By Jef With One F
By Rocks Off
By Chris Lane
By Angelica Leicht
By Corey Deiterman
By Angelica Leicht
By Corey Deiterman
You read right. The XXX-rated Slump has jumped one category up the fringe, from Houston's "off-off-Broadway" to just "off." DiverseWorks, a heretofore eminently mature arts organization given to sponsoring earnest if decidedly edgy endeavors like poetry readings, modern dance concerts and painting exhibitions, has granted the duo three weeks' rehearsal time and the space in which to build the set of their most odious dreams.
Visual arts director Diane Barber says that the event is not as much of a departure for DiverseWorks as some might think. "We provide artists with the opportunity to work without boundaries," Barber says. "We are a forum that is fortunately able to present work that you probably won't see anywhere else. Oftentimes work that does get presented here is well received by mainstream and museum supporters and conservative people, but other times we take pride in the fact that we present work that pushes buttons and breaks down the boundaries that artists encounter when they're creating."
Breaking down boundaries is what Slump is all about, especially if "boundaries" can be taken as a synonym for "taboos." And no, this is not a show that will be coming to Jones Hall anytime soon. Racket recently visited a Christmas show run-through to see the Ron Jeremy-meets-Dr. Seuss fantasy for himself.
A Slump rehearsal is a freewheeling and lackadaisical affair. Busch tall boys are abundant, as are several 1.5-liter jugs of wine, from which (among other comestibles/consumables/combustibles) Racket was invited to partake. Of the wine, Reynolds says proudly, "We have two kinds: nasty red, and nastier white."
Thus squared away with a plastic cup of the former, Racket was invited to tour the unfinished set, which can be said to put the "X" in Xmas.
Stage left is the entry to a giant vagina, which wends its way back and around to stage right, where it opens into a sort of Hall of Phalluses. The walls of these chambers are lined with crude pen-and-ink representations of holly jolly hardcore. Though these areas are not yet complete, Reynolds and Power assured Racket that on the performance nights, they will be (and this could be the operative word for the whole show) "spoogey." As always, Slump's Christmas show will be interactive, and the audience will be invited to traverse this Desmond Morris documentary come to life.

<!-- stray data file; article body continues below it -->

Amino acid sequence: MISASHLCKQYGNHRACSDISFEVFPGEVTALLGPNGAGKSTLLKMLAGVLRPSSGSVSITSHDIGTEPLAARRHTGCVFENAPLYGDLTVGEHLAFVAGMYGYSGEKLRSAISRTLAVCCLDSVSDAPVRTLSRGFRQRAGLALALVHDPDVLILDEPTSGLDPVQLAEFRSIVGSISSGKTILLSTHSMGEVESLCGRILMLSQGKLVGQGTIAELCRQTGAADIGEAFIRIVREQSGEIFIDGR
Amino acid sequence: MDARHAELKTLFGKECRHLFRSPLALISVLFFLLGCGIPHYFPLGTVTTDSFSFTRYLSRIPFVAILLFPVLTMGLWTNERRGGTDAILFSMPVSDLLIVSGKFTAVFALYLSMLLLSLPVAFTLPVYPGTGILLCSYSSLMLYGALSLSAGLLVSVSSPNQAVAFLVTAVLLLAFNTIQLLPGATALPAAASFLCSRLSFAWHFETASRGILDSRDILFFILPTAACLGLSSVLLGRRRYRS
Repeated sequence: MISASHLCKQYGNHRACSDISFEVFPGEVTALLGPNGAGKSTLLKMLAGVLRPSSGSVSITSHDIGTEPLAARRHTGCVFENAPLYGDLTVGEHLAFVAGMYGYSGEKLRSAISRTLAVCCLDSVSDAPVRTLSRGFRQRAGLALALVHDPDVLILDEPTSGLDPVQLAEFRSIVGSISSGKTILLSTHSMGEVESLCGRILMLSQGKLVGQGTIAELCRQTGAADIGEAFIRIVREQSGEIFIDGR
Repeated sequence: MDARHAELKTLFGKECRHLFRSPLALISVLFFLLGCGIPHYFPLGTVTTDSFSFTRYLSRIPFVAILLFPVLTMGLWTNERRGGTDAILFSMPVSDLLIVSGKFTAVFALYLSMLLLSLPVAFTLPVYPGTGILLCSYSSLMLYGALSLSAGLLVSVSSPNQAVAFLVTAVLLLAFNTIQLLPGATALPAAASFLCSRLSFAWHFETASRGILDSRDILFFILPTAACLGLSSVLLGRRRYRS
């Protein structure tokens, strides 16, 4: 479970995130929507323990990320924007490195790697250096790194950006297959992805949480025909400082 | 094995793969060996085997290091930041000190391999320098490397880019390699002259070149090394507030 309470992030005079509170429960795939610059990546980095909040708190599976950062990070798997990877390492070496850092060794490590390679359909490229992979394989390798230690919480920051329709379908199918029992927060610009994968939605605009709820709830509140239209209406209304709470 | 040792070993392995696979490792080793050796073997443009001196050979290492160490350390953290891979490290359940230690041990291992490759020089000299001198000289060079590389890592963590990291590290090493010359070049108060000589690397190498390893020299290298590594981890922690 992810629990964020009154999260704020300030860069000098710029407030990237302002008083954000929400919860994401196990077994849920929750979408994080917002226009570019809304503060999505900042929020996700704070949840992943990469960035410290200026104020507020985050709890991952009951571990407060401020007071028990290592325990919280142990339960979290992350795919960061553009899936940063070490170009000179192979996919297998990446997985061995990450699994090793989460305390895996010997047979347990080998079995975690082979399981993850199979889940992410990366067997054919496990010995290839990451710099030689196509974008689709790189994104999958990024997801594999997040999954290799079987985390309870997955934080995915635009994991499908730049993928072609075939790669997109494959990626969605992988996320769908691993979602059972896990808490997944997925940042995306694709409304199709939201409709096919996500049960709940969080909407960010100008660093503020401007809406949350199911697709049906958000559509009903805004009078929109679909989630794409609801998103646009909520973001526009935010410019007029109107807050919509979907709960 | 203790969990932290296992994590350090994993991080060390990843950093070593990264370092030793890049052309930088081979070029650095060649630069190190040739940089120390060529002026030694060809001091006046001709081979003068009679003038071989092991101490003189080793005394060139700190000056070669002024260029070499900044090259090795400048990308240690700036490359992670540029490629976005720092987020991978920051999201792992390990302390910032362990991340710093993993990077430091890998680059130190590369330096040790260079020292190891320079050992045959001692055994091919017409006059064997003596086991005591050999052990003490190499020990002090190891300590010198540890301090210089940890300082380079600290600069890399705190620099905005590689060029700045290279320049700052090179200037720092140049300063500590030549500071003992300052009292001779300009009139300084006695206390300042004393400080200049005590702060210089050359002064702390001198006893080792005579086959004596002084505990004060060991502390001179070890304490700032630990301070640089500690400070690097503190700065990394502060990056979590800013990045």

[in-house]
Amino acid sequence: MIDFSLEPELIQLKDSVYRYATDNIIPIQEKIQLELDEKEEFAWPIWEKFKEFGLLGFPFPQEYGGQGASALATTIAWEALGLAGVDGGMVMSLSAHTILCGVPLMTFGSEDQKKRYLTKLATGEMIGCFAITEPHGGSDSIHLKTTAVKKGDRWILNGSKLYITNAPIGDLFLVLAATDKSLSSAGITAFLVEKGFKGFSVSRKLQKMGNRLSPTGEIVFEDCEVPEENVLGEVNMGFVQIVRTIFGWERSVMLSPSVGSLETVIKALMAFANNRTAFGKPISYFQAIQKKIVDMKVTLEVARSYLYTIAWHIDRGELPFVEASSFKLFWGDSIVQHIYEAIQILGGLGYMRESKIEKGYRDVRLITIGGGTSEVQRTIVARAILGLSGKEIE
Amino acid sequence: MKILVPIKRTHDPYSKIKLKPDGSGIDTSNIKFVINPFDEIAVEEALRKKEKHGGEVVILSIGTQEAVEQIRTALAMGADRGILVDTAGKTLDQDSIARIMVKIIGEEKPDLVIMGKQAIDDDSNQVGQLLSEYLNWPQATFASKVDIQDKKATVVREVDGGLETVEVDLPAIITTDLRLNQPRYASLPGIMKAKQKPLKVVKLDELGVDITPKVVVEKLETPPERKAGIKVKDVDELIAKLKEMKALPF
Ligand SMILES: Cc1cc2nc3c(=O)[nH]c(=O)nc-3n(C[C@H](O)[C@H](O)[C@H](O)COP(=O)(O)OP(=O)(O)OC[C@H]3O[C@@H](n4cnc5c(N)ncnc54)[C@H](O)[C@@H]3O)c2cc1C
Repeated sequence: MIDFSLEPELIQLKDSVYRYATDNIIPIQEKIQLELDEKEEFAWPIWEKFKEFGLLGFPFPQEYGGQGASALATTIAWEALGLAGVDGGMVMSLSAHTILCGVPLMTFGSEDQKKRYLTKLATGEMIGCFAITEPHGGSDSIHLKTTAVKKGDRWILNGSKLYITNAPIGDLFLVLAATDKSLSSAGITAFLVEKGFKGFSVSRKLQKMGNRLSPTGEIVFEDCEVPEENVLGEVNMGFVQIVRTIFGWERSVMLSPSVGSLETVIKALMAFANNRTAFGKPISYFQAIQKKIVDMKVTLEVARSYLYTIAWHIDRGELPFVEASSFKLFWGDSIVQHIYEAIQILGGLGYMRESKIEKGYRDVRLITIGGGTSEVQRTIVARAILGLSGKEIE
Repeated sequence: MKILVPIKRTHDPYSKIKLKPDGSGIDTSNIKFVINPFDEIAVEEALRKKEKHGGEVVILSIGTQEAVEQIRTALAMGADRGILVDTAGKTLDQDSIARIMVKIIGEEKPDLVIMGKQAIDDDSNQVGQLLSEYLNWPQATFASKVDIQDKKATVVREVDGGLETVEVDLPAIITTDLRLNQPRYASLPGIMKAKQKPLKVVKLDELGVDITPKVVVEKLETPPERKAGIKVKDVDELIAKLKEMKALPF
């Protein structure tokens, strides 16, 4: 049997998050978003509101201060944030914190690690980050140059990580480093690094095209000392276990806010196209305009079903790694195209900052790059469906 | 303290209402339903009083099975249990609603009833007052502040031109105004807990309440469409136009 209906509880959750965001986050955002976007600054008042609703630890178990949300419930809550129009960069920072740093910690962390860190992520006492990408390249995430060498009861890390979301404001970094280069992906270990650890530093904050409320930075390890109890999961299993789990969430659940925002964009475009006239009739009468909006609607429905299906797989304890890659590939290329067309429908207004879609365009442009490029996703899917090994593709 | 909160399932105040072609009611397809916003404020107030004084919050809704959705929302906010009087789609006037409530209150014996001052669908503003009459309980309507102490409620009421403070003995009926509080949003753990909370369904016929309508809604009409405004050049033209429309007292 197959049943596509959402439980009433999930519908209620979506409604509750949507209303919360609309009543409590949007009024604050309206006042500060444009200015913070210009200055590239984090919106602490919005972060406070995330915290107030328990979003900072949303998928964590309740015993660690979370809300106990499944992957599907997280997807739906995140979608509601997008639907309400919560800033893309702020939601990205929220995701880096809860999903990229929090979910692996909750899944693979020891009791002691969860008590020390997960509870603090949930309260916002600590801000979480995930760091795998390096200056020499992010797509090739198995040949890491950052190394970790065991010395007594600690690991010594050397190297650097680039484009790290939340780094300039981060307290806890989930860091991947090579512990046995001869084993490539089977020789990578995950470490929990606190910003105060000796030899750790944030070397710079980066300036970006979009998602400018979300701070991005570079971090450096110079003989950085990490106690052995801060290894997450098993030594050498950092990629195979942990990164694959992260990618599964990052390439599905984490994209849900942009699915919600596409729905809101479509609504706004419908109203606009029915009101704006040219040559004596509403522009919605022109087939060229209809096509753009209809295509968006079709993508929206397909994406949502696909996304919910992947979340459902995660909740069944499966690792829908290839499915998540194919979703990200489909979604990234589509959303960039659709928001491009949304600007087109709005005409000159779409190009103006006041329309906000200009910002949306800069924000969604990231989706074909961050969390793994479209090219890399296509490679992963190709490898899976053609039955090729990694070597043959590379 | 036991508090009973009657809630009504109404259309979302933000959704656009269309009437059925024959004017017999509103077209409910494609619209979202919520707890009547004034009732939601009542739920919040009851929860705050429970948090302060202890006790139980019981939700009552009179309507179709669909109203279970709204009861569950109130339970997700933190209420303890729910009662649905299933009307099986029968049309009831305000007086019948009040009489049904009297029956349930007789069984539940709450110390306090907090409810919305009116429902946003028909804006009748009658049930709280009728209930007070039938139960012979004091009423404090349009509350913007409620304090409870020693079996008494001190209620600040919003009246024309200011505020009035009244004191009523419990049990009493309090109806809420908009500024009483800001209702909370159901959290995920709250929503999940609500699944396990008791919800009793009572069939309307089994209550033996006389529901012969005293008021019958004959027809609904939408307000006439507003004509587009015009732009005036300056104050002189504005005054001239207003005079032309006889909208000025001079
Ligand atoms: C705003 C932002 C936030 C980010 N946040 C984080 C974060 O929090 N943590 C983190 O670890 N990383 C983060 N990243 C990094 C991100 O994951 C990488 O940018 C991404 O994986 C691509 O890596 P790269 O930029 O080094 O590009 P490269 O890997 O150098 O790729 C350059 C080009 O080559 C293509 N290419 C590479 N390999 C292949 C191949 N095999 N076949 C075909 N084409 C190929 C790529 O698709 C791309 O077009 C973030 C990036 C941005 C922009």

Near the back of the performance space proper is a cage for the monkey sex slaves/sweatshop toy makers, while center stage is taken up by Santa and Mrs. Santa's marital bed. Virtually every "member" of the cast of roughly 20 passes through this bed, as the salacious Mr. and Mrs. Santa's conjugal joys and woes are central to the action.
While the still-in-progress set and the fact that this was not a dress rehearsal conspired to rob Racket of the chance to view the "perverted reindeer" costumes and the "colossal paintings of a drunk Frosty the Snowman" promised by the press release, what he did see leaves no doubt that the kiddies (not to mention your parents) will be best left at home. Slump chestnuts like the anti-anal sex anthem "I Ain't Your Three-Holer Baby (I Ain't Your Bowling Ball)" and the audience participation candy cane sucking contest are reprised this year, with new numbers like Reynolds's Santa-meets-David Lee Roth circa "I'm Just a Gigolo" sing-along showstopper making their debut.
Ask Power about landing the DiverseWorks gig, and deadpan she'll tell you about the "serious issues" The Christmas Show raises, which range from rape and domestic violence to "the plight of the great apes" and "abuse of power by corporations and governments." You can practically hear her winking and almost see the beginnings of a smile tugging at the corners of her mouth. It's the same spiel Slump has posted on its Web site (www.geocities.com/ihateslump/ proposal.html), and while it seems at first like complete bullshit, there is a certain, as they put it, "heartfelt generosity of spirit" at play.
Yes, the show does break every religious, sexual and physiological taboo possible, many times simultaneously. (The scene in which Mrs. Santa's autoerotic shenanigans are repeatedly interrupted by an oblivious Santa's gargantuan flatulence comes to mind.) And yet there is not a mean word spoken or sung in the show. Somehow, in all its perversity and grossness, the show's spirit is less grubby in the grand scheme of things than the one that uses the birth of the Messiah to preach a message of stark materialism. Almost nothing is calculated about Slump's Christmas Show except the mission to shock as much as possible, all of the time. It dares grown-ups not to give in to their most childish predilections, and while we're not looking (through the back door, as it were), it makes us wide-eyed and giggling 12-year-olds again. And some would say that's what Christmas is all about -- minus the spooge.